My husband, Ken, has been a public school mathematics educator for many years and has, like me, found himself face to face with many of the unsolved problems we have in our country. In his work he sees, first-hand, the consequences of generational poverty and under investment in our educational system. He is a tireless worker who teaches children and prepares them for the world they will inherit. Yet he is consistently faced with the effects of greedy and short-sighted  public policy.

Seven years ago, we welcomed our only daughter Gwendolyn into our family. She is spunky and smart, and like any parents we are so proud of her. She is also the reason I am no longer satisfied simply to protest the injustices of our time.

At the age of two, my daughter was diagnosed with juvenile rheumatoid arthritis. Since then, she has taken daily pain medications at the maximum dosage for her body. You wouldn’t know it to look at her, but she suffers every day and nevertheless, she persists.

We were particularly concerned in May when the AHCA was coming up for a vote in the House of Representatives. We had been told our daughter would have to begin a regimen of a low dose chemotherapy drug. We would need to visit the lab and the doctor more often.

On Thursday May 4, the National Day of Prayer, Reverend Jody Hice took up his duties as Congressional Representative for the people of the 10th district, and he voted against my daughter, and every other child who suffers with a chronic illness. He voted against every family struggling with medical bills that relies on Medicaid, every family that finds itself facing a sudden serious illness without enough to cover the expenses, and he voted against them without even taking the time to meet with them to talk about why.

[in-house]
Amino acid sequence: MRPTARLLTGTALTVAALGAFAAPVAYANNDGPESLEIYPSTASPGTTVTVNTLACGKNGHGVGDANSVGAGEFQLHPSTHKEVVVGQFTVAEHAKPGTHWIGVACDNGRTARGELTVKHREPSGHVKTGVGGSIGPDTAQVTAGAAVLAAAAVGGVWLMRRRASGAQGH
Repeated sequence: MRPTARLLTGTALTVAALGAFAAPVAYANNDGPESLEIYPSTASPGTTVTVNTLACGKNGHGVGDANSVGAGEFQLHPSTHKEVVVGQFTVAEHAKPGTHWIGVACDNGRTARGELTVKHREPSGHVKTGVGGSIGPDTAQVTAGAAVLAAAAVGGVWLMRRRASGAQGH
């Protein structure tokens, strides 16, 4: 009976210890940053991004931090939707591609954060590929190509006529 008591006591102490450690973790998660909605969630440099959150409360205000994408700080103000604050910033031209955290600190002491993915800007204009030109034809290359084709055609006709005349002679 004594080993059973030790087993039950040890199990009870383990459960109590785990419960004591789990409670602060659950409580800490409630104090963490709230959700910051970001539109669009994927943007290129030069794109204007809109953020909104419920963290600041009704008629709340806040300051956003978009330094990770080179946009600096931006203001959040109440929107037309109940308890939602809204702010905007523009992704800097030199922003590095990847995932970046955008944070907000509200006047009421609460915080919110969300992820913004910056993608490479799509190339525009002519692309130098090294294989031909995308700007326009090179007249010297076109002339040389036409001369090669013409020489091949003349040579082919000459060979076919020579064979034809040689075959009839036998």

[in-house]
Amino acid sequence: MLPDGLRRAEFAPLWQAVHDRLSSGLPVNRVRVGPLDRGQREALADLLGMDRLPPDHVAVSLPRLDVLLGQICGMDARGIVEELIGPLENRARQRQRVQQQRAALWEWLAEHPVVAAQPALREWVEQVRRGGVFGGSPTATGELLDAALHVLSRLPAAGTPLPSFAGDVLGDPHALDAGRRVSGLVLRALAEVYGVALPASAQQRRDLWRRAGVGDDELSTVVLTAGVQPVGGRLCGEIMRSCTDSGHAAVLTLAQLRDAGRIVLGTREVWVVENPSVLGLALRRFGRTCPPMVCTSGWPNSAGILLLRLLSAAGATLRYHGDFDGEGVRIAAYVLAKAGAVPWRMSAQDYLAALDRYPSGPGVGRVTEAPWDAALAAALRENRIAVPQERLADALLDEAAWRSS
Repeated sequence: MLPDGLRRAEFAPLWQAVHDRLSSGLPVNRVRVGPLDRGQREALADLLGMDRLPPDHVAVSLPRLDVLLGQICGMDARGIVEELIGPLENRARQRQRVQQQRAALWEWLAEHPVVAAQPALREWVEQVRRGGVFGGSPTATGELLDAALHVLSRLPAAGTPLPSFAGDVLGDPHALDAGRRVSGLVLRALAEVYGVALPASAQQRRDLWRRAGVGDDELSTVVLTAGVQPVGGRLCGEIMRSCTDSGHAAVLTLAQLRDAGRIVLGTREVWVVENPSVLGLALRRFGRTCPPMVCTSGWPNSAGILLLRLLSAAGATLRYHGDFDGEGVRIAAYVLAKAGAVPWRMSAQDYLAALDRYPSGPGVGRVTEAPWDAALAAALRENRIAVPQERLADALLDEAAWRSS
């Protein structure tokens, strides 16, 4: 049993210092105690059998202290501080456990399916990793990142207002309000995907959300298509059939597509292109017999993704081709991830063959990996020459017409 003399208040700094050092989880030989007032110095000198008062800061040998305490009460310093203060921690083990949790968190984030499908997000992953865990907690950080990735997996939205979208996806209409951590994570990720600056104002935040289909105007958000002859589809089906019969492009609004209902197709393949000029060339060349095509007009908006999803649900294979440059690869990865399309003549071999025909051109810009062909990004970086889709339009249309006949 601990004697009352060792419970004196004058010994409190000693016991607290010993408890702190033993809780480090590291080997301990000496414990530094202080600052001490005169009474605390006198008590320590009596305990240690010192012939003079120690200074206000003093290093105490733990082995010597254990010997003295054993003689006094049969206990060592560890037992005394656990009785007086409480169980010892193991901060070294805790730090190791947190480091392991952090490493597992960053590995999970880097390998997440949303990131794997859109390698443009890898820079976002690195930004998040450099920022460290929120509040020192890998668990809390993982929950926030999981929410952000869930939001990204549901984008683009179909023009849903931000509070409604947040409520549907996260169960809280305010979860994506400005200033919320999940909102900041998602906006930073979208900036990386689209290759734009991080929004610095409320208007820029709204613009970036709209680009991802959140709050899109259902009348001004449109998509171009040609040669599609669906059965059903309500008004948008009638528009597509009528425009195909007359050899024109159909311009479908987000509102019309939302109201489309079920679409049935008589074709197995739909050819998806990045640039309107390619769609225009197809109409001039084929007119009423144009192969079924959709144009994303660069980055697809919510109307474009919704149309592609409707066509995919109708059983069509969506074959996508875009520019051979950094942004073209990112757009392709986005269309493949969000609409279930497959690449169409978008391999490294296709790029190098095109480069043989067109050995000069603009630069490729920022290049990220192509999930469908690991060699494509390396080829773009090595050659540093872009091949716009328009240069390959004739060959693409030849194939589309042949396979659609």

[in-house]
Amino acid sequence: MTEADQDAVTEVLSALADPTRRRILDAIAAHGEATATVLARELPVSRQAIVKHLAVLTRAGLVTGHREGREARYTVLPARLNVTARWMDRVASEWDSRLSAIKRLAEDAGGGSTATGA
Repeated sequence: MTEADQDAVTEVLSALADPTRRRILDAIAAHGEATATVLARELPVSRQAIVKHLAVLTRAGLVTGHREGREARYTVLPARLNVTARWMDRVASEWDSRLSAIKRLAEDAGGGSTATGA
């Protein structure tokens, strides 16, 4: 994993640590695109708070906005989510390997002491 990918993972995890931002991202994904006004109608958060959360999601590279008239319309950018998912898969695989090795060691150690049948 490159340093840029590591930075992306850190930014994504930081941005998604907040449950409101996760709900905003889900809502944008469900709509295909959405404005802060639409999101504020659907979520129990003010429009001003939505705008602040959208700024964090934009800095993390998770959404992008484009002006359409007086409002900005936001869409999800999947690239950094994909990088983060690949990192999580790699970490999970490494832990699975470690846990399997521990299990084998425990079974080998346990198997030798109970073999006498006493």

And on that same Saturday, my seven-year-old daughter went to her piggy bank, emptied it into a bucket and told us she would pay for her care herself.

While I had been considering running for office for some time, it was in that moment I realized that if our Congressman would not show her what it means to be a voice for the voiceless, that the responsibility must fall to me.

I am ready to journey on the same roads that my family has journeyed. As a daughter of courage and persistence, I am prepared to  confront the inequities of our present governance. I am committed to effectively representing my constituents.  I am running to be the Congressional Representative for the Georgia 10th District because we need real leadership, we need real community responsibility that isn’t about ideology trumping all things, and we need to recognize that we are one people, Americans, working together to make our country the best it can be for our families and our future.

I have been poor. I continue to work hard for everything I have. I have had to show others that I was willing to put in the effort to earn their respect. I have had to make tough choices and still made a commitment to be an educator, to minister in my church, to start a family and make the sacrifices that come with having those rewards.

Right now, I hear the call to arms to stand up for what we believe truly makes this country great – I am ready to serve...

For every voice.